A vs B: Horizontal or Vertical


Went out for a bike ride yesterday around Bellingham, Wash.. While riding around, I stopped by Squalicum Harbor for a few shots as it was a beautiful day.

Using my Nikon D300s with my Nikkor 17-35 f/2.8 lens, I shot some wonderful purple flowers with the harbor as the background. To darken the skies and add a little saturation, I added my B+W polarizing filter.

Both were shot on full manual: Shutter: 1/4000th      Aperture: f/4     White Balance: Daylight     ISO: 200

Which one of these two do you like better? And Why? What is it that makes it a better photo for you?

A: Horizontal

© Paul Conrad/Paul Conrad Photography - Purple flowers form a base for the masts of boats moored at  Squalicum Harbor in Bellingham, Wash., on Thursday afternoon July 16, 2015.

© Paul Conrad/Paul Conrad Photography – Purple flowers form a base for the masts of boats moored at Squalicum Harbor in Bellingham, Wash., on Thursday afternoon July 16, 2015.

B: Vertical

© Paul Conrad/Paul Conrad Photography - Purple flowers form a base for the masts of boats moored at  Squalicum Harbor in Bellingham, Wash., on Thursday afternoon July 16, 2015.

© Paul Conrad/Paul Conrad Photography – Purple flowers form a base for the masts of boats moored at Squalicum Harbor in Bellingham, Wash., on Thursday afternoon July 16, 2015.

For me personally, I like B: Vertical better for these reasons:

  • Shallow depth of field: This keeps your eye on the flowers.
  • This gives it a sense of place without the distraction of the boats.
  • The masts repeat the pattern of the flowers better.
  • It would make a better magazine cover – Plenty of room for the flag (Magazine title) and text.

But the strengths of A: Horizontal are not to be dismissed:

  • The flow of the photo from left to right.
  • The flowers add a good frame, or base, for the boats.
  • The masts and flowers are haphazard and mismatched (a good quality to keep repetition from being boring).
  • The layering of the flowers, the mast, the city, the sky.
  • Your eye wanders all over the photo but still finds its way back to the flowers.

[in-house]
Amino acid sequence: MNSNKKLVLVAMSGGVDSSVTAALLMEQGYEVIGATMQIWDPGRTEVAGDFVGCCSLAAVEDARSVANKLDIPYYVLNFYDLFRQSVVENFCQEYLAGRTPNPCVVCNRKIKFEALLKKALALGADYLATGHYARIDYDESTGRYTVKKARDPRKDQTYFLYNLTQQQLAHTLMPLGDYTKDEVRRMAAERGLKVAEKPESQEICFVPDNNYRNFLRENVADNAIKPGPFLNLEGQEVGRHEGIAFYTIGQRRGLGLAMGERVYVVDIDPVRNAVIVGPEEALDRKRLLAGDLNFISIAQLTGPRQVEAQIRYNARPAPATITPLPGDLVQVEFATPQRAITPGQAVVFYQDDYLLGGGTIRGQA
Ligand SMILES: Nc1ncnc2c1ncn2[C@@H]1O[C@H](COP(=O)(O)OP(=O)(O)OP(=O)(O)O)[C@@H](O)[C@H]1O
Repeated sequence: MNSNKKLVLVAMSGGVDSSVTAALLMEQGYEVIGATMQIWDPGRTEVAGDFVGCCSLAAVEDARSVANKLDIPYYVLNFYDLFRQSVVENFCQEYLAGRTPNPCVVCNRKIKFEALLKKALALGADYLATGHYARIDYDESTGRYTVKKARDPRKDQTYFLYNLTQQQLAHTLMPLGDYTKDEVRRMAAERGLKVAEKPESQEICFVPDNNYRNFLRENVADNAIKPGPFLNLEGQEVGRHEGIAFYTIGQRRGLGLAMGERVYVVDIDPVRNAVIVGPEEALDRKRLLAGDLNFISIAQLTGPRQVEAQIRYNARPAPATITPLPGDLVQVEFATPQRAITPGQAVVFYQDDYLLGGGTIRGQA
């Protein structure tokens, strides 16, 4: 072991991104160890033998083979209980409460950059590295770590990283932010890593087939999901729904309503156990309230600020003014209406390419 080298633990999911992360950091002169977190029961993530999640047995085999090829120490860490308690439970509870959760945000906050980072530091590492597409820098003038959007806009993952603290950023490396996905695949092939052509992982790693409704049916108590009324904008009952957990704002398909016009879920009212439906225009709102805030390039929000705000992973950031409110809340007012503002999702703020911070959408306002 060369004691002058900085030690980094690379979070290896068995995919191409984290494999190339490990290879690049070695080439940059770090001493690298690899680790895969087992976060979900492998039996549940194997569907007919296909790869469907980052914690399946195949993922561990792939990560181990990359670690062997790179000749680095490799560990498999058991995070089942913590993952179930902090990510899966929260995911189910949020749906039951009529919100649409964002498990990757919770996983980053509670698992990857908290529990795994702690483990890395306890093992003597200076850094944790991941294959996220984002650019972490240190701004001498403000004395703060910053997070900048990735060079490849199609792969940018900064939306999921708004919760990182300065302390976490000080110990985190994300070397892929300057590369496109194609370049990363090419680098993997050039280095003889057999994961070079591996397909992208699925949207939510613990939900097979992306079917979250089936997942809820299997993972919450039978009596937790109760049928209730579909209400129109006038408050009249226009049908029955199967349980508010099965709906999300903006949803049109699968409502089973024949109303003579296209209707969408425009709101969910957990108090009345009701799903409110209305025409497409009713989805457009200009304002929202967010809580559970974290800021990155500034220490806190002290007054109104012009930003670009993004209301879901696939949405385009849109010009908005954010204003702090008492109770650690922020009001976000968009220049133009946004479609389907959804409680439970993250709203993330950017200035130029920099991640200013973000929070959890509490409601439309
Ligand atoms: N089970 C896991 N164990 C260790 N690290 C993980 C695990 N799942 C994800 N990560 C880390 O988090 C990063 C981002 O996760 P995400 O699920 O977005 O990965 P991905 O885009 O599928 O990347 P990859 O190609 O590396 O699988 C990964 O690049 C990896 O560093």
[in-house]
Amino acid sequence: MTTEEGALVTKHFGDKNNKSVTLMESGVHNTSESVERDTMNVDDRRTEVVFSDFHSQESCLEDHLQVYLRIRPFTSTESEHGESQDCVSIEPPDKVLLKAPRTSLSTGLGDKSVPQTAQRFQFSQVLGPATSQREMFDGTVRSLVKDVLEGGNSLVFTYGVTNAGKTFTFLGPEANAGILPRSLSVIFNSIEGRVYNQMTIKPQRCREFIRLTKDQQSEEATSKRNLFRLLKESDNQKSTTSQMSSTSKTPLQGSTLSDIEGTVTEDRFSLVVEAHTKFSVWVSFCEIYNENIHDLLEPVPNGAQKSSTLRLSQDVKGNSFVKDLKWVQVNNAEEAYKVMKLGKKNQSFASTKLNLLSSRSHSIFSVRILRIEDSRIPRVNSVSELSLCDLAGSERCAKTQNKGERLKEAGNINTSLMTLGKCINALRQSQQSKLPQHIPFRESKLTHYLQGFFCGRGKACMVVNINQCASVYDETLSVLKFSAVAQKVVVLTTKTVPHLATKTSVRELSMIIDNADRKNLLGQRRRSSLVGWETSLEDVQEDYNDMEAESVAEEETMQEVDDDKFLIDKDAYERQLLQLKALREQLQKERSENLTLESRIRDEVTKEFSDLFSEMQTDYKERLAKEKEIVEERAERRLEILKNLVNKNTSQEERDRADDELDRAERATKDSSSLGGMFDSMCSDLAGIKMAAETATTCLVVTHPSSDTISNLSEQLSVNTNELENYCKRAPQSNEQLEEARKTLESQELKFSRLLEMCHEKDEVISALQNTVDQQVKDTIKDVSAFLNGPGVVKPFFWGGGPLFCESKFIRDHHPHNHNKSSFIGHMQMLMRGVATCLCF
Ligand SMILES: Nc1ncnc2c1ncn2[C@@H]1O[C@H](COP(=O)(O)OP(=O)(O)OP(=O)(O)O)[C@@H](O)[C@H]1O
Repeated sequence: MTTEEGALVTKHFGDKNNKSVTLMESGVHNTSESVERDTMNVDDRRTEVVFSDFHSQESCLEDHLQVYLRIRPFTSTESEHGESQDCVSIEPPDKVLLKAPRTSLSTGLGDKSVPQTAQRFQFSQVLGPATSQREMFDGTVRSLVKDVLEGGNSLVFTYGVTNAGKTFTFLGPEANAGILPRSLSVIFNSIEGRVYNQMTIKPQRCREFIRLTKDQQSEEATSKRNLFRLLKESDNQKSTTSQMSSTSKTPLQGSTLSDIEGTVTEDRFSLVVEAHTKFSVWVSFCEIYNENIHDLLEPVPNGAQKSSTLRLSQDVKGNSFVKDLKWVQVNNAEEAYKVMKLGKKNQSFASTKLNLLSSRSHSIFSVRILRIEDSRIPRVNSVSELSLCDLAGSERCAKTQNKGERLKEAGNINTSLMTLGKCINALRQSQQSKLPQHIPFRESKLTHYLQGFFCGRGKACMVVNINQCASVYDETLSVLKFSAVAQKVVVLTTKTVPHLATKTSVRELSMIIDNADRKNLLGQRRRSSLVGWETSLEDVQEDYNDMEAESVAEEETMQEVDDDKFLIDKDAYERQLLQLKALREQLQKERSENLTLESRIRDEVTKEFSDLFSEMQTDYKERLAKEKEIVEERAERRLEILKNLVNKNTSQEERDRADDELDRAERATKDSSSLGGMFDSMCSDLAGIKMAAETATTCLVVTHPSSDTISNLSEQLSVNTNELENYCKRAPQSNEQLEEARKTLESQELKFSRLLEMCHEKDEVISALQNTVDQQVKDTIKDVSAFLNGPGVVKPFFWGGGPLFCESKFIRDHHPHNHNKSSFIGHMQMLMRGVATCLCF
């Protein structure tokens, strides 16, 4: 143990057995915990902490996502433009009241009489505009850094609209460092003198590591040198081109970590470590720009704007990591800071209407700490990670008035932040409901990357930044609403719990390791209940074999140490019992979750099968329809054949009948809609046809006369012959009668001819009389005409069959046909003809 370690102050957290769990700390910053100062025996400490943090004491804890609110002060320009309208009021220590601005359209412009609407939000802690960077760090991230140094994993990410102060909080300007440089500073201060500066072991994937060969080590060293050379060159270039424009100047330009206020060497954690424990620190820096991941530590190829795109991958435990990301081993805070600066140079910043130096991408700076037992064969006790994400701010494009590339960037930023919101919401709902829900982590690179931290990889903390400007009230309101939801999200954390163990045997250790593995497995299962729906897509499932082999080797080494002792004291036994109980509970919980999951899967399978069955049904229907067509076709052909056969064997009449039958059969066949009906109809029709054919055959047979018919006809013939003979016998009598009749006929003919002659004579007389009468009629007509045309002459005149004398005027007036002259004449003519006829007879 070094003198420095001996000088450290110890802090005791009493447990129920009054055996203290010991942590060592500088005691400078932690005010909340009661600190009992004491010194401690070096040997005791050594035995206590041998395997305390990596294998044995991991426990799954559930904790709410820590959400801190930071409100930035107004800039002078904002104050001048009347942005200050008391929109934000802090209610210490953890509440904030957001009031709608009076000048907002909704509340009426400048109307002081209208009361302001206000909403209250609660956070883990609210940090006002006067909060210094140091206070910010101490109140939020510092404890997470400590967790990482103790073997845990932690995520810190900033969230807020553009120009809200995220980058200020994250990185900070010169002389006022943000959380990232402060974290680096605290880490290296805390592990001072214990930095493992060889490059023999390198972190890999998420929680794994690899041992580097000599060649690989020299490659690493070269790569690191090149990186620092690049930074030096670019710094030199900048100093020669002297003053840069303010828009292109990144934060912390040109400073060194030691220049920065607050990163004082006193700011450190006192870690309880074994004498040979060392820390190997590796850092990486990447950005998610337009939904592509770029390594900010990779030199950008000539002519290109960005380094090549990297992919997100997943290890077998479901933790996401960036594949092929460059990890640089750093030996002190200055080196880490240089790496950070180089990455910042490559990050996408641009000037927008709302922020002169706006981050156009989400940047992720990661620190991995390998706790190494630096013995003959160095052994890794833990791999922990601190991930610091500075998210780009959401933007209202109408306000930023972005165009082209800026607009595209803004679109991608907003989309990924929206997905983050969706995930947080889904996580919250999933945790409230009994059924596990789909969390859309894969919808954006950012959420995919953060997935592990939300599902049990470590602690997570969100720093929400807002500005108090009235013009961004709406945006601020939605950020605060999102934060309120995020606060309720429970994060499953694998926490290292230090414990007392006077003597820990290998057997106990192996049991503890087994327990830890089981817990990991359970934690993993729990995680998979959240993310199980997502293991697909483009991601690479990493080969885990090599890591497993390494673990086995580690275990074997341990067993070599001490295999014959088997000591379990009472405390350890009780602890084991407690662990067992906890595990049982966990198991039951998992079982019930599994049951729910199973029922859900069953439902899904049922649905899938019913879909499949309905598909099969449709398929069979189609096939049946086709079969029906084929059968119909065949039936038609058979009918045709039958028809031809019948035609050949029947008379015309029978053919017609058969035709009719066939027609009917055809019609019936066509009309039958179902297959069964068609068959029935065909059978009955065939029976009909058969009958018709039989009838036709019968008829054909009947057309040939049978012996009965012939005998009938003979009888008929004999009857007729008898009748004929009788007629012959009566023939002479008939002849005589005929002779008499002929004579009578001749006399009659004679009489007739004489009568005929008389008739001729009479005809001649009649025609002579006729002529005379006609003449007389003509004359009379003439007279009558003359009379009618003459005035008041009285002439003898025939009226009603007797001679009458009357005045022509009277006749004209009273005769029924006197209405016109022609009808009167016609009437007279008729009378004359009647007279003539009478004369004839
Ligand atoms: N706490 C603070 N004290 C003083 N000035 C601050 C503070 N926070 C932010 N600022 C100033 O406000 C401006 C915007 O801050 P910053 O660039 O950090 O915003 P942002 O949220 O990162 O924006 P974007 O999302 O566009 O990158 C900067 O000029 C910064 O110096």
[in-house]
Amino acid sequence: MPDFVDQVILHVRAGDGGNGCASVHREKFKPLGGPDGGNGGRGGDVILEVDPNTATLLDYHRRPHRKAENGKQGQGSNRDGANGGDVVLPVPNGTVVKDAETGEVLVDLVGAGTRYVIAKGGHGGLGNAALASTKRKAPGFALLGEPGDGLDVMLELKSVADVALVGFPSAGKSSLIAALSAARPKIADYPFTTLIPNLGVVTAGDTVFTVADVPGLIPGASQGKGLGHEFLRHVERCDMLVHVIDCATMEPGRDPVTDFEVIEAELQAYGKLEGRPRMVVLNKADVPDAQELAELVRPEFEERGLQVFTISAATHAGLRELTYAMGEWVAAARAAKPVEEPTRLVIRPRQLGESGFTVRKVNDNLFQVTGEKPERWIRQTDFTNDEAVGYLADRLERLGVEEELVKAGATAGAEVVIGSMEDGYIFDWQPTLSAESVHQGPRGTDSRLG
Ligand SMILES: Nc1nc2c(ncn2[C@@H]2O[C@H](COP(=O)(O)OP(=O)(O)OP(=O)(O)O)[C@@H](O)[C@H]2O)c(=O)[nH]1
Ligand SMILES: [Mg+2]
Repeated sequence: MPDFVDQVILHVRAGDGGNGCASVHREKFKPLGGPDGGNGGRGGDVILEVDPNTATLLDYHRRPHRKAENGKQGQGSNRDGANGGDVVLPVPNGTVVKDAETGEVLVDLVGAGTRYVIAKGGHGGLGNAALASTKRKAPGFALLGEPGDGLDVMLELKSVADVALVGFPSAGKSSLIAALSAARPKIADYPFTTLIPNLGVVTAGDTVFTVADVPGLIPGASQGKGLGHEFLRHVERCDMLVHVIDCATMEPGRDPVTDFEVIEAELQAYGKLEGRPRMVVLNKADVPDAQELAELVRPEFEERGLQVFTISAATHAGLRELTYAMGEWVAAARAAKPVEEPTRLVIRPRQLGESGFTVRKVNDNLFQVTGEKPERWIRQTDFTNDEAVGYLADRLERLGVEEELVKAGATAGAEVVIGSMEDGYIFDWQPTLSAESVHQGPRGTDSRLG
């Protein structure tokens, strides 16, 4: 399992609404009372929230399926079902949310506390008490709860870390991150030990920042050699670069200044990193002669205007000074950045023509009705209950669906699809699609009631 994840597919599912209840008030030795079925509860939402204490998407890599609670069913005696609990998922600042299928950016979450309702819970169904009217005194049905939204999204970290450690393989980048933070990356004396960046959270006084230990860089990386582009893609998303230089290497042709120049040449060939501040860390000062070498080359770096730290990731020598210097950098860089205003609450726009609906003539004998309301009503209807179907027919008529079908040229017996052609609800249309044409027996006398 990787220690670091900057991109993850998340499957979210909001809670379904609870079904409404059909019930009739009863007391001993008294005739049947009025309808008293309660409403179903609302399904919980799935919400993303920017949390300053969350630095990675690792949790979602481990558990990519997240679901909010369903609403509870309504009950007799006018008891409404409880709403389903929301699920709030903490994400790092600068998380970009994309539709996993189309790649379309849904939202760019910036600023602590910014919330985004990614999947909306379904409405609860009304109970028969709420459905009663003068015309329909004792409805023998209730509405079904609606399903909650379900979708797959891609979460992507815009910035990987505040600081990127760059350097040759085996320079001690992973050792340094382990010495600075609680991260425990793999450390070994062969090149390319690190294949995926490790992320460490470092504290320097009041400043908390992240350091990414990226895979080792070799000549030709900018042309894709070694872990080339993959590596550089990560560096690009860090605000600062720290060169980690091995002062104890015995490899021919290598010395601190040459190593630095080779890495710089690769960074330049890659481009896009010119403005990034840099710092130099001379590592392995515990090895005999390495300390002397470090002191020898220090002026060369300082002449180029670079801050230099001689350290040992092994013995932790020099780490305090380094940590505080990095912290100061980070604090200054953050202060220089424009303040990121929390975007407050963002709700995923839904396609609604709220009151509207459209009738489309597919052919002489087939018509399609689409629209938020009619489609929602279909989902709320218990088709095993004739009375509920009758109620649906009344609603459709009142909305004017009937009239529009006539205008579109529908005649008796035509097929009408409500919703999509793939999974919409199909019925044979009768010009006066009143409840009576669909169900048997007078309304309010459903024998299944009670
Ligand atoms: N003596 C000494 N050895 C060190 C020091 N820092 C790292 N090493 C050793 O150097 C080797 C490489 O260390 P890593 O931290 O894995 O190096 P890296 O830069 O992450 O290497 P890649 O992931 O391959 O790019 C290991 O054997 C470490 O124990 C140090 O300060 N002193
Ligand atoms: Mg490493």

• It would make a great double truck spread in a magazine.

Which one is your favorite and why?

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Paul “pablo” Conrad

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Paul Conrad is an award-winning, nationally and internationally published freelance editorial photographer living in Bellingham north of Seattle, WA, in the Pacific Northwest. His work has been published in newspapers and magazine throughout the United States and in Europe. He is available for assignments anywhere in the Pacific Northwest.

His clients include Getty Images, Wire Image, AirBnB, The Bellingham Herald, and many local business in Whatcom County. Previous clients are Associated Press, the New York Times, L.A. Times, Denver Post, Rocky Mountain News, and many others.

His specialty is photojournalism covering news, sports, and editorial portraits, he also is skilled in family portraiture, high school senior portraits, and weddings.

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3 comments

    1. Hi Michael,

      Thanks for responding. Both were shot at f/4, so these are a good example of how your focus point affects your depth-of-field. I know you know that because I’ve been following your work for quite some time.

      Have a great day and thanks again!!!

      Like

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